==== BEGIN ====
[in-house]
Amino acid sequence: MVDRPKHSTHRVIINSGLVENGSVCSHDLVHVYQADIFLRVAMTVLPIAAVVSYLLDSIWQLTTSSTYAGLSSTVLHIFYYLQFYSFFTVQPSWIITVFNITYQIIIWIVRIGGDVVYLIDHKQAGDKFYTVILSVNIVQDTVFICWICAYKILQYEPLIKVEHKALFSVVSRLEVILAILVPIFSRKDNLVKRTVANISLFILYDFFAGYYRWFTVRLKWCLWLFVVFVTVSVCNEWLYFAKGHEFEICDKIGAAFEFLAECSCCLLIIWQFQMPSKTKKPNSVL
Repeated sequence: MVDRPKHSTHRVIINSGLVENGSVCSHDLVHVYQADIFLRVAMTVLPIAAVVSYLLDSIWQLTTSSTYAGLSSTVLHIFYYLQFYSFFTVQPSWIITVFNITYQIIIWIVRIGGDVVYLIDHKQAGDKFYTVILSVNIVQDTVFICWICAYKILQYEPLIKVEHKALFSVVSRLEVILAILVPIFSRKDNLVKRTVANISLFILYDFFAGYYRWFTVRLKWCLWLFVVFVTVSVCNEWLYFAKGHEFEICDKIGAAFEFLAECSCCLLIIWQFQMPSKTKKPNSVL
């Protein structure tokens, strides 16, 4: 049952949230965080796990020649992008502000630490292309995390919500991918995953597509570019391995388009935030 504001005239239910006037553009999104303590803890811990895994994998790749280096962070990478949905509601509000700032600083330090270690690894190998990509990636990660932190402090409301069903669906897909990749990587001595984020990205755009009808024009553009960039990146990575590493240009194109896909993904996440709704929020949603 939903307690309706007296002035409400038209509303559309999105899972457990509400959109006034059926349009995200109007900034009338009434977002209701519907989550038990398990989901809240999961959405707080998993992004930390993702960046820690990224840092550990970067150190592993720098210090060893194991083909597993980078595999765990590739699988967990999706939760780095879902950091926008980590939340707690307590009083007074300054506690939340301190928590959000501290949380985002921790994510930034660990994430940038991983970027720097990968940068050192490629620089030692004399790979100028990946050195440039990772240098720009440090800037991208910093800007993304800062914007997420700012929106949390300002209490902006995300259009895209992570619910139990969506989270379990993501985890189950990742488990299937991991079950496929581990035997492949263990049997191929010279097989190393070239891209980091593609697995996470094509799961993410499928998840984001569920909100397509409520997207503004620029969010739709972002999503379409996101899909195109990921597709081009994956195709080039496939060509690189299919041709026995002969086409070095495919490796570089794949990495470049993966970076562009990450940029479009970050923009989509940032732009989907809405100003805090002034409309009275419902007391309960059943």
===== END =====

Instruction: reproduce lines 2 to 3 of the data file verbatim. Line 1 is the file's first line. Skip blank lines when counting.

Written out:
Amino acid sequence: MVDRPKHSTHRVIINSGLVENGSVCSHDLVHVYQADIFLRVAMTVLPIAAVVSYLLDSIWQLTTSSTYAGLSSTVLHIFYYLQFYSFFTVQPSWIITVFNITYQIIIWIVRIGGDVVYLIDHKQAGDKFYTVILSVNIVQDTVFICWICAYKILQYEPLIKVEHKALFSVVSRLEVILAILVPIFSRKDNLVKRTVANISLFILYDFFAGYYRWFTVRLKWCLWLFVVFVTVSVCNEWLYFAKGHEFEICDKIGAAFEFLAECSCCLLIIWQFQMPSKTKKPNSVL
Repeated sequence: MVDRPKHSTHRVIINSGLVENGSVCSHDLVHVYQADIFLRVAMTVLPIAAVVSYLLDSIWQLTTSSTYAGLSSTVLHIFYYLQFYSFFTVQPSWIITVFNITYQIIIWIVRIGGDVVYLIDHKQAGDKFYTVILSVNIVQDTVFICWICAYKILQYEPLIKVEHKALFSVVSRLEVILAILVPIFSRKDNLVKRTVANISLFILYDFFAGYYRWFTVRLKWCLWLFVVFVTVSVCNEWLYFAKGHEFEICDKIGAAFEFLAECSCCLLIIWQFQMPSKTKKPNSVL